Weather Forecast


Don't miss your chance to bid on the 2018 NIE Silent Auction!

Disheveled Theologian: Theological Stocking Stuffers, Week 3 -- Secrets and revelations

When I was a kid, I always thought that, when it comes to stockings, there couldn’t be anything better than unpacking the carefully-filled sock on Christmas morning. Well, that is mostly true. However, I had no idea until I was a grown-up, how fun it also is to fill the socks the night before and hang them by the chimney with care. You put the heavy things on the bottom, fill in the nooks and crannies with smaller items, then add the bulky things in the middle and at the top you put the cutest items that will overflow over the edge, revealing themselves the next morning to their grinning owners.

There are no secrets with those topmost items, but that’s OK, because they then become the guardians of the hidden things within. The very lack of secrecy at the top makes the secrets below all the more exciting.

When Jesus was born there were a few secrets — a few “unknowns” surrounding his birth and his life to come — but there were also some revelations even from before his conception, facts which gave his birth added wonder.

Jesus had a cousin, John, born just a few months sooner, who shared a similar birth (and pre-birth) story. In both cases there were secrets revealed and further secrets kept until the time was right in the years ahead. Both John and Jesus were named before birth and named, no less, by God himself, as revealed by an angel. Even prior to their naming, both conceptions were announced ahead of the actual event as was the gender of each child. There were no surprises in the Zechariah/Elizabeth and Joseph/Mary households.

Except that there were. Many.

For one thing, neither birth was expected nor even hoped for at that point in their parents’ lives. Zechariah and Elizabeth were old. Far to old to have children, especially to a woman who had never given birth in her life. And then there was Mary. Unmarried. Righteous. A virgin.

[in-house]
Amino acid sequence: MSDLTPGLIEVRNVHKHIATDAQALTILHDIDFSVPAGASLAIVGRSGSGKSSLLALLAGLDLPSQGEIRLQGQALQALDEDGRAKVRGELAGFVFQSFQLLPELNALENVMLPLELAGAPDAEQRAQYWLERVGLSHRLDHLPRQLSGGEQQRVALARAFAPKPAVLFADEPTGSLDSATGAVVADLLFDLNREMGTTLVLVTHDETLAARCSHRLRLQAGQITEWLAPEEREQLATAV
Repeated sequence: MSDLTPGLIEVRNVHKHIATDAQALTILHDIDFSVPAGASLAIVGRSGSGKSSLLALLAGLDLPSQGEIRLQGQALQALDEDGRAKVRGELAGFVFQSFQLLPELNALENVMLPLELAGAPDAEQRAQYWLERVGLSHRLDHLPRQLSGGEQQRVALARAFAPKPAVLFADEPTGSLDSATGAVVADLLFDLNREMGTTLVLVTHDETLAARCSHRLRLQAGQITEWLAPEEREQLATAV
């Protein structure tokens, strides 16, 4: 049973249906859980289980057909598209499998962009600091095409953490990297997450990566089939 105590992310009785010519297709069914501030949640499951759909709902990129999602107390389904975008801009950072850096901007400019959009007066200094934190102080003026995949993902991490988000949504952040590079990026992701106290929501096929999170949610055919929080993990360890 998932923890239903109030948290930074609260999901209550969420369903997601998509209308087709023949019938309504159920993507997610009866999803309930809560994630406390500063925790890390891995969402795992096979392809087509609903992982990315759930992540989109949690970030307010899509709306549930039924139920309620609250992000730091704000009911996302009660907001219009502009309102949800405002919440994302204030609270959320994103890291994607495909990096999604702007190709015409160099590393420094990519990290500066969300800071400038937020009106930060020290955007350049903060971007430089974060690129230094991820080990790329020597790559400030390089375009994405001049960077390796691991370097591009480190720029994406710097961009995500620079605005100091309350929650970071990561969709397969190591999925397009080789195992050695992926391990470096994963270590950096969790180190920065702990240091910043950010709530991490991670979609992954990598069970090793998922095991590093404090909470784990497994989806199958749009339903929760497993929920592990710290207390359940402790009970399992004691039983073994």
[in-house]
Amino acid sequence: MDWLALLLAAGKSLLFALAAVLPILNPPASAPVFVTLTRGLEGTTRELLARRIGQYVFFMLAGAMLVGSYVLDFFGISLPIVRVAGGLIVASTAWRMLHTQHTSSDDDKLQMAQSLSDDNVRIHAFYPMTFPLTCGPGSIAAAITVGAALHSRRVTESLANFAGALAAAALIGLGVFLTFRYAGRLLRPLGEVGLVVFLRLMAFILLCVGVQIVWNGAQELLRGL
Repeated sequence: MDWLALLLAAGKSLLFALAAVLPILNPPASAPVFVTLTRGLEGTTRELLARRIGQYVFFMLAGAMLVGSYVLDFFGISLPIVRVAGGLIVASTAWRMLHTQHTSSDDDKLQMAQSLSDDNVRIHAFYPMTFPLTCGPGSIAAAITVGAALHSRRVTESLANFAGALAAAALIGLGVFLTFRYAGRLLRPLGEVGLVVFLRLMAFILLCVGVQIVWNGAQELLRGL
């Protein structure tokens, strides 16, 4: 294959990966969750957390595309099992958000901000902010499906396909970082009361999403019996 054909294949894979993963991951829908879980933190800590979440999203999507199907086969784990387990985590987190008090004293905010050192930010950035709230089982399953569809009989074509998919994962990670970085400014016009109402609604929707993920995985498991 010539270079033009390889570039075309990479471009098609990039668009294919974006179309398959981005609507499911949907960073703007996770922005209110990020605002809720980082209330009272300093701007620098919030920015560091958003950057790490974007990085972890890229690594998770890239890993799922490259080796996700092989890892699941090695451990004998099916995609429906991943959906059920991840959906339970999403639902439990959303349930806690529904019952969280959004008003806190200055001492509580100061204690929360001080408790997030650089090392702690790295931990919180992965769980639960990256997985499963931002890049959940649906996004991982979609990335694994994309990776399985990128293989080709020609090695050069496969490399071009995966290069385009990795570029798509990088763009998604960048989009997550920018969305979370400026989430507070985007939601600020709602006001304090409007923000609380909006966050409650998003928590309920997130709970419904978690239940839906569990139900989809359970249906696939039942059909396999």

Yes, the conception of both boys came as a complete surprise to their parents. But the boys came with directions, as it were. Names. Prophesies. Expectations.

Known and unknowns.

Secrets and revelations.

“You are to call him John,” Luke 1 reads. “He will be a joy and a delight to you, and many will rejoice because of his birth, for he will be great in the sight of the Lord.”

“Wow, that’s cool,” his parents must have thought. But then, after further prophesies about him and the silencing/loosening of Zechariah’s tongue, comes this: “Everyone who heard this wondered about it, asking, ‘What then is this child going to be?’ For the Lord’s hand was with him.” Nobody understood why these amazing things had happened surrounding John’s birth.

And then there’s Jesus, about whom the angel said, He will be great and will be called the Son of the Most High. The Lord God will give him the throne of his father David, and he will reign over Jacob’s descendants forever; his kingdom will never end.” Again, “Wow, that’s cool….” But then came this, in Luke 2, shortly after Jesus’ birth: “This child is destined to cause the falling and rising of many in Israel, and to be a sign that will be spoken against, so that the thoughts of many hearts will be revealed. And a sword will pierce your own soul, too.”


Secrets and revelations. Surprises and hidden depths. Promises and prophecies.

Perhaps, as we open our stockings this Christmas, we can take a moment to consider the theology hidden inside our lowly socks.

Gretchen O’Donnell is a freelance writer who lives in Worthington with her husband and three children. She has a master’s degree from Bethel Seminary and enjoys writing about the things she sees and applying theological truths to everyday situations. Her column, The Disheveled Theologian, is published weekly. Her email is